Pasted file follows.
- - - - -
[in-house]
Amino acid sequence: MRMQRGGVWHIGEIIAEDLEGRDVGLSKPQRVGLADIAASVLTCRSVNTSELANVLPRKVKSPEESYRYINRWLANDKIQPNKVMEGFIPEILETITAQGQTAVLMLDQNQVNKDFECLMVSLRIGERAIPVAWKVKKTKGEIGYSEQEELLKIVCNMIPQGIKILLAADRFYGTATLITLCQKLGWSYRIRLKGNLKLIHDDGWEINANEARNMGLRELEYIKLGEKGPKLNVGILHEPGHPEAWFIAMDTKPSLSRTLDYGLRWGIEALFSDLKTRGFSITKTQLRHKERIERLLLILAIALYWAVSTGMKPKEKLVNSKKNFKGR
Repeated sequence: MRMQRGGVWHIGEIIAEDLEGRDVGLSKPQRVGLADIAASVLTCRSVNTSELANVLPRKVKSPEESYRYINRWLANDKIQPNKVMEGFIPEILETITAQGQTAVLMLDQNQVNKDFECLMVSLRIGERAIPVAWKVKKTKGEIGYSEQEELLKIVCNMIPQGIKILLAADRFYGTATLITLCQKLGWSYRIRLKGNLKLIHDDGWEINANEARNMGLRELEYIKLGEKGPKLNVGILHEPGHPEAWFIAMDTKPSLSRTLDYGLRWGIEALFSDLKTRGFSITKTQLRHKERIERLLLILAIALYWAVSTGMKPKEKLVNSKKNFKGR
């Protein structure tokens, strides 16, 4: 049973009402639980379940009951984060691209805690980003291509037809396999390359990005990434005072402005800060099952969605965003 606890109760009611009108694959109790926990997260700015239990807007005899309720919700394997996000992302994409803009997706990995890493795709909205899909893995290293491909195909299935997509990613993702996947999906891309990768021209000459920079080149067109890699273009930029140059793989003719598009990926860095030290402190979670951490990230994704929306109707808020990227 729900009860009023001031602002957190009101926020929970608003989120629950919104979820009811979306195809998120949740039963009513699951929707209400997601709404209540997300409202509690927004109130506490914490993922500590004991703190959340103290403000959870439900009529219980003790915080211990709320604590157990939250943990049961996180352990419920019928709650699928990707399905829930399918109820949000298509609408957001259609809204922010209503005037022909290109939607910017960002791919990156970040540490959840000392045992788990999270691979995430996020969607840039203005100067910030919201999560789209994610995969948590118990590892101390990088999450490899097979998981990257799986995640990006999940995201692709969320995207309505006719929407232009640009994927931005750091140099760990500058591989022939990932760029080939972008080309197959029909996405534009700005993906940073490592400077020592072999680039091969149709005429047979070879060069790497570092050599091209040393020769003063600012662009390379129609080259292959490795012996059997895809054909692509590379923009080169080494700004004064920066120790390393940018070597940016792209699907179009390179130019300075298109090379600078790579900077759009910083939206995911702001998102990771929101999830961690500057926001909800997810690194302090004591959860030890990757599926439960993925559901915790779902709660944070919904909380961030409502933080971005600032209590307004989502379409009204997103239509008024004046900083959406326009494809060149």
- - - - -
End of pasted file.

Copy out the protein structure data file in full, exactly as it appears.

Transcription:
[in-house]
Amino acid sequence: MRMQRGGVWHIGEIIAEDLEGRDVGLSKPQRVGLADIAASVLTCRSVNTSELANVLPRKVKSPEESYRYINRWLANDKIQPNKVMEGFIPEILETITAQGQTAVLMLDQNQVNKDFECLMVSLRIGERAIPVAWKVKKTKGEIGYSEQEELLKIVCNMIPQGIKILLAADRFYGTATLITLCQKLGWSYRIRLKGNLKLIHDDGWEINANEARNMGLRELEYIKLGEKGPKLNVGILHEPGHPEAWFIAMDTKPSLSRTLDYGLRWGIEALFSDLKTRGFSITKTQLRHKERIERLLLILAIALYWAVSTGMKPKEKLVNSKKNFKGR
Repeated sequence: MRMQRGGVWHIGEIIAEDLEGRDVGLSKPQRVGLADIAASVLTCRSVNTSELANVLPRKVKSPEESYRYINRWLANDKIQPNKVMEGFIPEILETITAQGQTAVLMLDQNQVNKDFECLMVSLRIGERAIPVAWKVKKTKGEIGYSEQEELLKIVCNMIPQGIKILLAADRFYGTATLITLCQKLGWSYRIRLKGNLKLIHDDGWEINANEARNMGLRELEYIKLGEKGPKLNVGILHEPGHPEAWFIAMDTKPSLSRTLDYGLRWGIEALFSDLKTRGFSITKTQLRHKERIERLLLILAIALYWAVSTGMKPKEKLVNSKKNFKGR
């Protein structure tokens, strides 16, 4: 049973009402639980379940009951984060691209805690980003291509037809396999390359990005990434005072402005800060099952969605965003 606890109760009611009108694959109790926990997260700015239990807007005899309720919700394997996000992302994409803009997706990995890493795709909205899909893995290293491909195909299935997509990613993702996947999906891309990768021209000459920079080149067109890699273009930029140059793989003719598009990926860095030290402190979670951490990230994704929306109707808020990227 729900009860009023001031602002957190009101926020929970608003989120629950919104979820009811979306195809998120949740039963009513699951929707209400997601709404209540997300409202509690927004109130506490914490993922500590004991703190959340103290403000959870439900009529219980003790915080211990709320604590157990939250943990049961996180352990419920019928709650699928990707399905829930399918109820949000298509609408957001259609809204922010209503005037022909290109939607910017960002791919990156970040540490959840000392045992788990999270691979995430996020969607840039203005100067910030919201999560789209994610995969948590118990590892101390990088999450490899097979998981990257799986995640990006999940995201692709969320995207309505006719929407232009640009994927931005750091140099760990500058591989022939990932760029080939972008080309197959029909996405534009700005993906940073490592400077020592072999680039091969149709005429047979070879060069790497570092050599091209040393020769003063600012662009390379129609080259292959490795012996059997895809054909692509590379923009080169080494700004004064920066120790390393940018070597940016792209699907179009390179130019300075298109090379600078790579900077759009910083939206995911702001998102990771929101999830961690500057926001909800997810690194302090004591959860030890990757599926439960993925559901915790779902709660944070919904909380961030409502933080971005600032209590307004989502379409009204997103239509008024004046900083959406326009494809060149």